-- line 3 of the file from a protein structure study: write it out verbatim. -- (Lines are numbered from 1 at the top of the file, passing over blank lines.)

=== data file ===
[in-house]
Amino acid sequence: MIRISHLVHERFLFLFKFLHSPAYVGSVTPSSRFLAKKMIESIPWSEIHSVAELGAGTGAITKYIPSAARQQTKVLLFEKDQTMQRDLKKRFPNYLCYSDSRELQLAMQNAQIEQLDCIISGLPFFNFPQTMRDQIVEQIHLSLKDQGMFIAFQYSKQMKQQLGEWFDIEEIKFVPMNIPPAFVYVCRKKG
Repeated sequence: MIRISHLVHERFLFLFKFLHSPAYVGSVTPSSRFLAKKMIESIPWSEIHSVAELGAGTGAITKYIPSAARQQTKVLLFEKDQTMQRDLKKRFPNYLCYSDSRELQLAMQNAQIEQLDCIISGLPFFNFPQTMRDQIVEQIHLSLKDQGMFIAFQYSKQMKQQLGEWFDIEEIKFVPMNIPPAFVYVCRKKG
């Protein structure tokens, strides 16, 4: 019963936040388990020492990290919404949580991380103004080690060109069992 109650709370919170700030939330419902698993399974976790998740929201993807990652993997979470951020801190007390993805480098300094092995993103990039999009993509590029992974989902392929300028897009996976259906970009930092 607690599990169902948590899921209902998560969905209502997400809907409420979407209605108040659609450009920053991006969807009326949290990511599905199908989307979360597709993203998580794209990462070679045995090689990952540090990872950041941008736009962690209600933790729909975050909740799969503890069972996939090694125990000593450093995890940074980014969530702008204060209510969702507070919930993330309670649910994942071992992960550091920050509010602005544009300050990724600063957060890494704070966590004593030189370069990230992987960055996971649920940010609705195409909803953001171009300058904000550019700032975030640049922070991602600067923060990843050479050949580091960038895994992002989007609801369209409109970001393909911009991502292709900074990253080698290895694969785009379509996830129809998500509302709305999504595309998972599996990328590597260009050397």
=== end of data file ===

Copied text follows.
Repeated sequence: MIRISHLVHERFLFLFKFLHSPAYVGSVTPSSRFLAKKMIESIPWSEIHSVAELGAGTGAITKYIPSAARQQTKVLLFEKDQTMQRDLKKRFPNYLCYSDSRELQLAMQNAQIEQLDCIISGLPFFNFPQTMRDQIVEQIHLSLKDQGMFIAFQYSKQMKQQLGEWFDIEEIKFVPMNIPPAFVYVCRKKG